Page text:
sermon was preached
Thank you again to Adnan for your words earlier
and for reminding us of our common heritage,
including Abraham and his family.
want to study the way in which
Islam, Judaism and Christianity all trace their roots back to Abraham,
you might like to look at the chart
on the wall at the back near where you came in.
Abraham of course had two sons –
Ishmael, the son of Hagar, and Isaac, the son of Sarah.
Sadly Sarah, once she has given birth to Isaac,
really turns into a wicked step mother.
She deeply resents Abraham’s elder son Ishmael,
and insists that he is thrown out.
So Abraham drives Hagar and Ishmael out into the desert.
But – and
this is a key point –
although Abraham and Sarah turn against Hagar & Ishmael,
God does not.
God loves and protects Sarah and Isaac,
but he also loves and protects Ishmael and Hagar. –
So when Hagar realizes her water is gone
and she and Ishmael are facing death in the desert,
God comes to their rescue, gives them water,
and promises that Ishmael too
shall be the father of another great nation.
And tradition has it that the children of Ishmael
were the forebears of the Arabs.
And so in later years, the Prophet Mohammed
came to trace his spiritual ancestry back to Abraham via Ishmael.
of Isaac and Ishmael reminds us –
that, for all the nationalism and militancy of parts of the OT,
the Biblical story is one of God creating and loving all people,
not just one group. If, like Abraham and Sarah,
we are sometimes tempted to exclude from the blessings of our life
those who seem to threaten our peace and prosperity,
never forget that when we throw them out
then God will walk with them in exile.
And in the NT, in the story of the Good Samaritan,
Jesus makes it clear that the Samaritans
(regarded by orthodox Jews as an heretical sect to be shunned)
can be neighbours just as much as others.
Who are we to reject those to whom God himself offers his love?
John Wesley, the founder of Methodism,
wrote 250 years ago about the relationships
between Protestants and Catholics –
writing in an age when they were often at each other’s throats.
But Wesley set his face against intolerance and bigotry.
It doesn’t matter, he says,
whether we are always of the same opinion.
We may differ on doctrine, he says, but (quoting 2 K)
“If your heart is as my heart, then give me your hand.”
This may not be easy –
those who have suffered violence at the hands of those of other faiths,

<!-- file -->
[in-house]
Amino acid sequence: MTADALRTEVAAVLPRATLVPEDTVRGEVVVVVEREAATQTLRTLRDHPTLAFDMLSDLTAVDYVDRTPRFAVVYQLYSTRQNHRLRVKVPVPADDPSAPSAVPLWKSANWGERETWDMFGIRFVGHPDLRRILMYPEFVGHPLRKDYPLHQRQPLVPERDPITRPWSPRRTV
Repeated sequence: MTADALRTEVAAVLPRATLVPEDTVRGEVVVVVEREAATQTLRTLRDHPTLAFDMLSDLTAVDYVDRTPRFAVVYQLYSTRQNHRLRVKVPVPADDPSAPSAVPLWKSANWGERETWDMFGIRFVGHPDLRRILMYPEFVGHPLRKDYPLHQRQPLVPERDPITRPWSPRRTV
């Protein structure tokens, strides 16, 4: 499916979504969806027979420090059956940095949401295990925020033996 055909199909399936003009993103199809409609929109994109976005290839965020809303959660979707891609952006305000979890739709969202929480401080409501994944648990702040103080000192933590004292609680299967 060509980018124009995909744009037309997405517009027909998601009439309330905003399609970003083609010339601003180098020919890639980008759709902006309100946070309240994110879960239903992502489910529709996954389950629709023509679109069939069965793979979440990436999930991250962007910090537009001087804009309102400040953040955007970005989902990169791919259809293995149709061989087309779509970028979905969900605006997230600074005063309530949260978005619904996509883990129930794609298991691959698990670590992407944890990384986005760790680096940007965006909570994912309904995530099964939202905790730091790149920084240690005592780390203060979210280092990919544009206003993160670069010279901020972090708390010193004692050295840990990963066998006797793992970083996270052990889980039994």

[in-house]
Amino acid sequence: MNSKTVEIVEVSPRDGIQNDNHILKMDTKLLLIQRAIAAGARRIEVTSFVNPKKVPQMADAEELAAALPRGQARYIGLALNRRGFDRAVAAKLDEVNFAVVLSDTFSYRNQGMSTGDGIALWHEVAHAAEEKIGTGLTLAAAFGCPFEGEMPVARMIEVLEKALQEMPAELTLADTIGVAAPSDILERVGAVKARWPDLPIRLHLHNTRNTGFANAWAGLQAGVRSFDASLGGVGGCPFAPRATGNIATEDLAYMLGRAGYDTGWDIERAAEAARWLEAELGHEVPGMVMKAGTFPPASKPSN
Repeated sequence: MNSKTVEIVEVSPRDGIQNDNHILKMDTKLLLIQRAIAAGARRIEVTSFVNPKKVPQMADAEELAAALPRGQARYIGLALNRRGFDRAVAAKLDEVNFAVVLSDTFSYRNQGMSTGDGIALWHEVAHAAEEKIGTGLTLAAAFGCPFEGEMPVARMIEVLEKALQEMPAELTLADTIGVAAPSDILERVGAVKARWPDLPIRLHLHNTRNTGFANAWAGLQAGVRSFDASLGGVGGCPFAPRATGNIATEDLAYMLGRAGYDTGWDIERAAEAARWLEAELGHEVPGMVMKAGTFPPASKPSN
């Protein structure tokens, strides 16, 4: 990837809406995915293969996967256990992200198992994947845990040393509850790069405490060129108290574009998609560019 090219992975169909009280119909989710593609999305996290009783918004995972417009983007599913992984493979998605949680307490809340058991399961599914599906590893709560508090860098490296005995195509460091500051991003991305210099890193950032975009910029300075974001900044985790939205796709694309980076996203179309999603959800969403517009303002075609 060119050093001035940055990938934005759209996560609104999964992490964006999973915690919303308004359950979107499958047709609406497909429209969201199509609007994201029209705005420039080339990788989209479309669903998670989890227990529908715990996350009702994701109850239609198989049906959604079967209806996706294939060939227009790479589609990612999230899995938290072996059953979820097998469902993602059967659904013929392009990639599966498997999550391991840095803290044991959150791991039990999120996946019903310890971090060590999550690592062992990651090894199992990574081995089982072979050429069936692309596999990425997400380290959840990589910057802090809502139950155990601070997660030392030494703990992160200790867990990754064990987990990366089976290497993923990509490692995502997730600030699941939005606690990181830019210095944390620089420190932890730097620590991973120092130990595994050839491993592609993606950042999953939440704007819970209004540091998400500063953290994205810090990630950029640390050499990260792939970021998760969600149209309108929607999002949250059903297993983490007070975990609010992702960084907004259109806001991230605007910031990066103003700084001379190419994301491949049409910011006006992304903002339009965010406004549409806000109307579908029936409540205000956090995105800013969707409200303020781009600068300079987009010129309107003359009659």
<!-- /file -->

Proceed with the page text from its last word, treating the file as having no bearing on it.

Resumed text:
whether Christians who have suffered terrorist outrages,
or Muslim villagers who have suffered British or US bombs,
may find it hard to offer the hand of friendship and peace
But for those of us whose faith is centred on the cross,
we are called to the way of sacrificial love.
Of course welcoming and loving does not mean agreeing on
There is a great raft of issues
on which the world faiths disagree quite profoundly,
and we do no one any favours to ignore that.
Yet neither must we forget what we do hold in common.
I recall a funeral service I took four years or so ago
when I was in the West Midlands.
The young man who had died
came from an Afro-Caribbean Christian home,
but he had many friends and relations
who attended either the Mosque or the Gudwara.
So the funeral service in the Methodist Church
was attended by those of many faiths.
graveside, following normal West Indian Christian tradition,
the women gathered around the grave to sing choruses
whilst the men took shovels and filled the grave.
As this was going on I noticed that a few yards away
at a respectful distance a group
of perhaps 15 or 20 young men from the Mosque,
friends of the deceased, had lined up in a row.
Then on the cold muddy earth of a midlands cemetery,
they all knelt and chanted their funeral prayers.
I went over to talk to them and asked what prayers they had offered.
They said “In our prayers we have said that we are all sinners,
that we rely on the forgiveness of God on Judgement Day,
and pray that through his love,
God will grant for our brother a place in Paradise”
I said – In my prayers I have said these things also
As we learn to understand each other,
we learn that we are all a part of God’s people,
and that we have to live and act as a family.
lot has been said this week
about cartoons and about freedom of speech–
Many of us hold freedom of speech very dear in this country.
But we all
know that we should use that freedom
responsibly and lovingly.
British freedom of speech would allow me
to say and publish hurtful and wounding things
about my parents, my children or my friends –
provided I took care of the libel and slander laws,
nothing in law would stop me.
But of course they do not need the protection of law –
precisely because they are my family, my friends,
I would not dream of exercising my freedom to hurt them
have the constitutional freedom
to insult and distress those of other faiths –
and maybe that is important.
But pray God that is a freedom
which we in this country might learn never to use –
for those of every faith are indeed our brothers and sisters,
for we are all part of one human family.
A final word to those who are
joining us here for the first time today –
and if I may a special word to those newly arrived from Korea.
If you are still with me at the end of the sermon,
You have done very well!!
You may find the inhabitants of Exeter
very very strange people in many ways –
with strange habits to do with
handshakes and kissing and knives and forks…...
But I hope and pray that you will forgive us our oddities,
and accept our love and welcome.
For this we hold – that every man, woman and child –
whatever their race or colour or language or creed -
is loved by God.
And whether you come today from Korea or England
or from some other part of the globe,
whether you are a Moslem or a Buddhist,
a Catholic or Protestant, Methodist or Presbyterian,
you are indeed welcome among us.
We welcome you as our sisters and brothers.
Together may we learn God’s will and find his way.